City of Edinburgh Council

Open Data Portal


In common with other parts of the UK, the number of Edinburgh residents born outside the UK has shown considerable increase over the past decade. At the time of the 2011 Census almost 16% of the Edinburgh residents were born overseas, almost double the level recorded in 2001 and well above the Scottish average of 7%. These changes are reflected in data on International in-migration flows to the city. During the ten years to 2013/14 Edinburgh recorded more in-migrants from outside the UK than any other Scottish Local Authority and accounted for over a quarter of all such in-migrants to Scotland as a whole.

Of all components of population change, monitoring these migrant flows over time is the most difficult element to estimate with confidence. Unlike births and deaths, there are no comprehensive systems for the registration of moves to or from the rest of the world, nor for moves within the UK. Official estimates of migration are therefore based on survey data and the best proxy data available.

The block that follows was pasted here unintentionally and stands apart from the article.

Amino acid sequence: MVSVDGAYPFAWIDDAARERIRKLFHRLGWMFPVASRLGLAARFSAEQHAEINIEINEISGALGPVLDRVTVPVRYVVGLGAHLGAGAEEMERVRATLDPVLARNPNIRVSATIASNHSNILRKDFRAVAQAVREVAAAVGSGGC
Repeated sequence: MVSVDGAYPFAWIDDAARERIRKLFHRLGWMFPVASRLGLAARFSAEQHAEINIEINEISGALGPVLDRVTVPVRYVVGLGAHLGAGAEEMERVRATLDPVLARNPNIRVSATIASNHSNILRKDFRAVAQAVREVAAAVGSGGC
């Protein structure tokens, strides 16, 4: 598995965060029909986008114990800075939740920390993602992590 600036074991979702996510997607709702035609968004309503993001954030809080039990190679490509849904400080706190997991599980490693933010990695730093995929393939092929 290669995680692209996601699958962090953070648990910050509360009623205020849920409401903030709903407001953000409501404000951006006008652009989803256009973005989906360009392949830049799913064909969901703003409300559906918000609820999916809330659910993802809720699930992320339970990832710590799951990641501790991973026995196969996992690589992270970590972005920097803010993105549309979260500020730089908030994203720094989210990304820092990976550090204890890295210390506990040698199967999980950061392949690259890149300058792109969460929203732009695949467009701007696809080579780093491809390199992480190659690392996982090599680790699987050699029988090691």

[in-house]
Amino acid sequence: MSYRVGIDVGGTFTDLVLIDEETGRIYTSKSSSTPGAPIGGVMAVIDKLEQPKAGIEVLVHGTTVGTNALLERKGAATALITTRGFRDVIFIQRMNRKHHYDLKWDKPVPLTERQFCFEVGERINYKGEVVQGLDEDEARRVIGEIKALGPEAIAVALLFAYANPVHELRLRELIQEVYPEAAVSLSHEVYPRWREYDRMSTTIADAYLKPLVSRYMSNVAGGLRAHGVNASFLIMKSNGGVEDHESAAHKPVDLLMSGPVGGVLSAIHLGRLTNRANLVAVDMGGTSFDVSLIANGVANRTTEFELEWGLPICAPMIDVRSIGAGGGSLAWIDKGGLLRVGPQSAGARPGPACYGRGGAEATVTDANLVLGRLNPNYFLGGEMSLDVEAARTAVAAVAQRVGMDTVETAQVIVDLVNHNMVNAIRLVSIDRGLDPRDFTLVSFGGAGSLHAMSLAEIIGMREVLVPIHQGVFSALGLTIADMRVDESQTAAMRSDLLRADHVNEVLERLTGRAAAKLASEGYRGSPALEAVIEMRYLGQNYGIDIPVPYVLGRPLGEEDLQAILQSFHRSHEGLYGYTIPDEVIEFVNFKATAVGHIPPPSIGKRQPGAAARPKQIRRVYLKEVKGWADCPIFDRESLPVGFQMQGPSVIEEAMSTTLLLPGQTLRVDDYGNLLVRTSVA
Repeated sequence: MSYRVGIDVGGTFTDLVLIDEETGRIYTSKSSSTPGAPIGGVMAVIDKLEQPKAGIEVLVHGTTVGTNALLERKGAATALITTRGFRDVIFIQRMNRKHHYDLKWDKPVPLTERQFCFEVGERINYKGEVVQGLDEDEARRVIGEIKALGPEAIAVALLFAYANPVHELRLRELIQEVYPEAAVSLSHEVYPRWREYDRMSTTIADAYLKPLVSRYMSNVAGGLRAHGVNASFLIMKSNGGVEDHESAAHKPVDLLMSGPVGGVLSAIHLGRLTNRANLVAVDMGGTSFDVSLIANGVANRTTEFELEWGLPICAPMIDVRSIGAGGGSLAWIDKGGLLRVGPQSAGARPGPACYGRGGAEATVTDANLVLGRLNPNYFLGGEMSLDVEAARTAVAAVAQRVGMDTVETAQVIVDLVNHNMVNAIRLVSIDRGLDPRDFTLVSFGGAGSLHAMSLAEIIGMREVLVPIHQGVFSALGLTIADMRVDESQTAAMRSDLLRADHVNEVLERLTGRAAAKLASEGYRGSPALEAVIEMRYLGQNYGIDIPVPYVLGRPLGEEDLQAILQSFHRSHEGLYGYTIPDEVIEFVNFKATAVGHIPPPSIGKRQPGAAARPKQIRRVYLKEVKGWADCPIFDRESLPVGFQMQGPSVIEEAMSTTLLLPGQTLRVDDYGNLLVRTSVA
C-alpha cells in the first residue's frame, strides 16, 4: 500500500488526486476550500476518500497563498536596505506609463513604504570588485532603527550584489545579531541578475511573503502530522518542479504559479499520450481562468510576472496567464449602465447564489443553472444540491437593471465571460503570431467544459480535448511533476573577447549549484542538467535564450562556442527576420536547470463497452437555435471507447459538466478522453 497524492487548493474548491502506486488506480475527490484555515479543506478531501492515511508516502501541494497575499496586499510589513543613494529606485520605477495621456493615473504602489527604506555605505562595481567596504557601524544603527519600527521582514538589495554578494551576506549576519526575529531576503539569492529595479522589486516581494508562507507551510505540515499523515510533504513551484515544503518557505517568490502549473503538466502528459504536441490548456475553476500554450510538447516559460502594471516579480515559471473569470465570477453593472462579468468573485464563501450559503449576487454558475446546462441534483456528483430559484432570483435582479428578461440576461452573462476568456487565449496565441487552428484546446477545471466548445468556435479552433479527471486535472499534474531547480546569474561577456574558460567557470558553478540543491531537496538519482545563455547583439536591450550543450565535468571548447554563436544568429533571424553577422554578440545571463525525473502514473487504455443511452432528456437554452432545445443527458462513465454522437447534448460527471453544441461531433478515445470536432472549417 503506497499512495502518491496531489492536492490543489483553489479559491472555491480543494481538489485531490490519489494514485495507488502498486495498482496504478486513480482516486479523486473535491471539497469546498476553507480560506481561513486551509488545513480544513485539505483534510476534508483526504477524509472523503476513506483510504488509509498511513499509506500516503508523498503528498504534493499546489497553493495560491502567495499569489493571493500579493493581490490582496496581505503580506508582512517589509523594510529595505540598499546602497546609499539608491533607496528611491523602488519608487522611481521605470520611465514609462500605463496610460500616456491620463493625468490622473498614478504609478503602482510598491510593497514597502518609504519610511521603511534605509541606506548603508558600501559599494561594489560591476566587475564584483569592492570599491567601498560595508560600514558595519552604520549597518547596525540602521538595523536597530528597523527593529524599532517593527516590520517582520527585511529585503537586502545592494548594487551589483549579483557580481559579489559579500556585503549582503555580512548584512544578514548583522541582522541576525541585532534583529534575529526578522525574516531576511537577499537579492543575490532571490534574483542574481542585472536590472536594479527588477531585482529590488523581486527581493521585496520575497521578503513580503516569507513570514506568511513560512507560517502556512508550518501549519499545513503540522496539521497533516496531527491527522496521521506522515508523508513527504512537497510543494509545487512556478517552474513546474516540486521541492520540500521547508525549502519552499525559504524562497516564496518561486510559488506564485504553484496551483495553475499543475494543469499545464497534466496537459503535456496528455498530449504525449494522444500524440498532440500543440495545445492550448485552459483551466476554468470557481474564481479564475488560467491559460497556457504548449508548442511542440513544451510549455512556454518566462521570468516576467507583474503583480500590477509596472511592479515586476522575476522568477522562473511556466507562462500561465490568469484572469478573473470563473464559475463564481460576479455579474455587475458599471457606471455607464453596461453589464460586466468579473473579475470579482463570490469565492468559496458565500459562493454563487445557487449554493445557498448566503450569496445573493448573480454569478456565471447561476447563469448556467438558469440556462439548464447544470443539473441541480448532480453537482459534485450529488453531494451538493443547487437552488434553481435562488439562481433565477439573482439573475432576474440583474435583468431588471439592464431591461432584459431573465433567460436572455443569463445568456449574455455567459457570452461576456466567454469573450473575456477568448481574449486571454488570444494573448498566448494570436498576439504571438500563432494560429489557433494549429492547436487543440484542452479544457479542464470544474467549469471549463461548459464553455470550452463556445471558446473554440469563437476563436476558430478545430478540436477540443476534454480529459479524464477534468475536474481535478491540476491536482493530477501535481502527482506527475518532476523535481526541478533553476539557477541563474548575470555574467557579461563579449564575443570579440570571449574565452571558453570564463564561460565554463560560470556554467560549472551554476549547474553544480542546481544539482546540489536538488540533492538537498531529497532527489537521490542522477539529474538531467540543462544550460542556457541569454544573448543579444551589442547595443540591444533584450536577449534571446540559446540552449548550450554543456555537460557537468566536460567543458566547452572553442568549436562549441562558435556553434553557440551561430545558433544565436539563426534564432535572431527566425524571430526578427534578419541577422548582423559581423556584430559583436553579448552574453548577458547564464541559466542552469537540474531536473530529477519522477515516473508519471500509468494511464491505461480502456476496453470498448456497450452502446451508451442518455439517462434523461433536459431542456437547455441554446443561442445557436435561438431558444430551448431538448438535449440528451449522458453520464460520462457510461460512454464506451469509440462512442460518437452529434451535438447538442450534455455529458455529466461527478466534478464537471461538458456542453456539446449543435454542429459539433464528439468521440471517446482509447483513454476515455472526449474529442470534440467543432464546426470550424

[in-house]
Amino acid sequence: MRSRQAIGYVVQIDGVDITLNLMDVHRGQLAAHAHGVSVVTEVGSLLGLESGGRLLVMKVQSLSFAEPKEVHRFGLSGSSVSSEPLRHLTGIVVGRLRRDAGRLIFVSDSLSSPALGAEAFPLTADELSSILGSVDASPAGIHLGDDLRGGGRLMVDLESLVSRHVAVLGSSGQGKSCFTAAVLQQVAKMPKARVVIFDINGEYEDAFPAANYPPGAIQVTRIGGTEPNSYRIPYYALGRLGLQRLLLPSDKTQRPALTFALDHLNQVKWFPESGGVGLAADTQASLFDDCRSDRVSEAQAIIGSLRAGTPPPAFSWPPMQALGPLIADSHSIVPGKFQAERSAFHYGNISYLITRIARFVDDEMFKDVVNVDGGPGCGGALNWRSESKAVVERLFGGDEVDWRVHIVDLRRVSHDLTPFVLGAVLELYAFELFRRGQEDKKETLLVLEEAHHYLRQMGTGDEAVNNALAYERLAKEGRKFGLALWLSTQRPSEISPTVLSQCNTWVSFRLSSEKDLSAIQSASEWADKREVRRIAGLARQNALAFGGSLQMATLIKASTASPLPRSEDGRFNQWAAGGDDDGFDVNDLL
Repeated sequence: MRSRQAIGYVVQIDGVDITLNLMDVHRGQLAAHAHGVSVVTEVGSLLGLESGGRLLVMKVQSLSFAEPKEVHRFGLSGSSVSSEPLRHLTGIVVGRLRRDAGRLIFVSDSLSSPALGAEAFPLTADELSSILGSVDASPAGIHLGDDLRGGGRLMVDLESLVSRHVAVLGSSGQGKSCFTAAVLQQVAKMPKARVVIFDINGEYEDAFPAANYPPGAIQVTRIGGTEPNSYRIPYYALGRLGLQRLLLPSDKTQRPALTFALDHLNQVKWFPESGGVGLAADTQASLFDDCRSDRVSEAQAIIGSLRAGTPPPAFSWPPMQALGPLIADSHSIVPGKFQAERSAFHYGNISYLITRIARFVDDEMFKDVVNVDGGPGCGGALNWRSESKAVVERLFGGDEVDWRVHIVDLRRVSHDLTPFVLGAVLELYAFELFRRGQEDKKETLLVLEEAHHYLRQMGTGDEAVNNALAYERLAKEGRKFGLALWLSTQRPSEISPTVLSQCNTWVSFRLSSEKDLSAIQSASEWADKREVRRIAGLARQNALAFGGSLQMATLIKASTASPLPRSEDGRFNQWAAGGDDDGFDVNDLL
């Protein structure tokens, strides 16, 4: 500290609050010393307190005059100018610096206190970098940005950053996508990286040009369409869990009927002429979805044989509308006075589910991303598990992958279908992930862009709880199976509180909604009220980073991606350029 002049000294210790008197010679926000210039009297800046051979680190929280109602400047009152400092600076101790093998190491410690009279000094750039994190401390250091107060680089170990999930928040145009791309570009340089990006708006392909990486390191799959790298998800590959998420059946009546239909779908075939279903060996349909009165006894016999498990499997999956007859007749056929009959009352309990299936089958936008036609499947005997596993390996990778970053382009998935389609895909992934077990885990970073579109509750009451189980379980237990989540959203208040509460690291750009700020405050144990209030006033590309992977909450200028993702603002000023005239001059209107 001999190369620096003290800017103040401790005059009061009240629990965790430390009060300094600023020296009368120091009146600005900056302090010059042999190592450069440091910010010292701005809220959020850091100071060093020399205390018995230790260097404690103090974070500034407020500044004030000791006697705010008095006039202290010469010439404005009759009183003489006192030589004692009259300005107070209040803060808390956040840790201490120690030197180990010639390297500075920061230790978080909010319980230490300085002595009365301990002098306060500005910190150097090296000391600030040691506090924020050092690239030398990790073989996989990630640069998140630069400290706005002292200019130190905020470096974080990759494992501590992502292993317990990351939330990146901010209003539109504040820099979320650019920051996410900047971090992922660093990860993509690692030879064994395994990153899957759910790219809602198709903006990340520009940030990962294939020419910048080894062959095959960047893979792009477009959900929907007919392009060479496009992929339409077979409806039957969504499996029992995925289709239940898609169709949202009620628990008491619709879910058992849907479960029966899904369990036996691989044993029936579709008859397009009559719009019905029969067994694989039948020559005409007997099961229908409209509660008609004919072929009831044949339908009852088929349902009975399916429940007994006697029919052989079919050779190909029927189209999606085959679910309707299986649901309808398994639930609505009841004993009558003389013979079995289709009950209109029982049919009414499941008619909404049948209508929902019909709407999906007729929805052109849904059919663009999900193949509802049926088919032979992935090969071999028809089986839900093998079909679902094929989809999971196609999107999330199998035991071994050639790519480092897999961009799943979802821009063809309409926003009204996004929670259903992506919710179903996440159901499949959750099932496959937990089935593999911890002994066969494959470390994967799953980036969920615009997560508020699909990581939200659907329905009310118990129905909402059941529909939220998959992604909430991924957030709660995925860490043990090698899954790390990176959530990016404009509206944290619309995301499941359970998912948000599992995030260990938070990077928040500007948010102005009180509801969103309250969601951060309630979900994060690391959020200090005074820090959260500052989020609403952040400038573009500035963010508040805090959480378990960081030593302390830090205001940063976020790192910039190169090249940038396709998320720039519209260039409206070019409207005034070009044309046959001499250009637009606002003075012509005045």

One such source of proxy information are National Insurance Number (NINO) allocations to adult overseas nationals entering the UK. This dataset, published by the Department of Work and Pensions, includes registrations by any overseas national looking to work, become self-empoyed or claim benefits/tax credits in the UK. The data is available by local authority based on the place of residence of the applicant at the time of registration.

The major advantage of this dataset is that it provides up to date information for local authorities broken down by country of origin, age and gender of applicant. As such, it offers a useful way to examine changes in the origin and characteristics of adult migrants coming to Edinburgh over time.

As with any data set on migration, however, this indicator should be treated with some caution. For instance, these are flow indicators and do not provide a useful measure of the total stock of migrants in Edinburgh at any given time. Also, the data counts inflows only, and does not take any account of migrants leaving the city either to return to their country of origin or to move for work elsewhere in the UK. Despite these caveats, the data do provide an interesting insight into one aspect of migration flows and are a useful source to consider alongside other datasets.

Further Reading

Other information on migrants and migration flows to and from Edinburgh can be found from the following sources:

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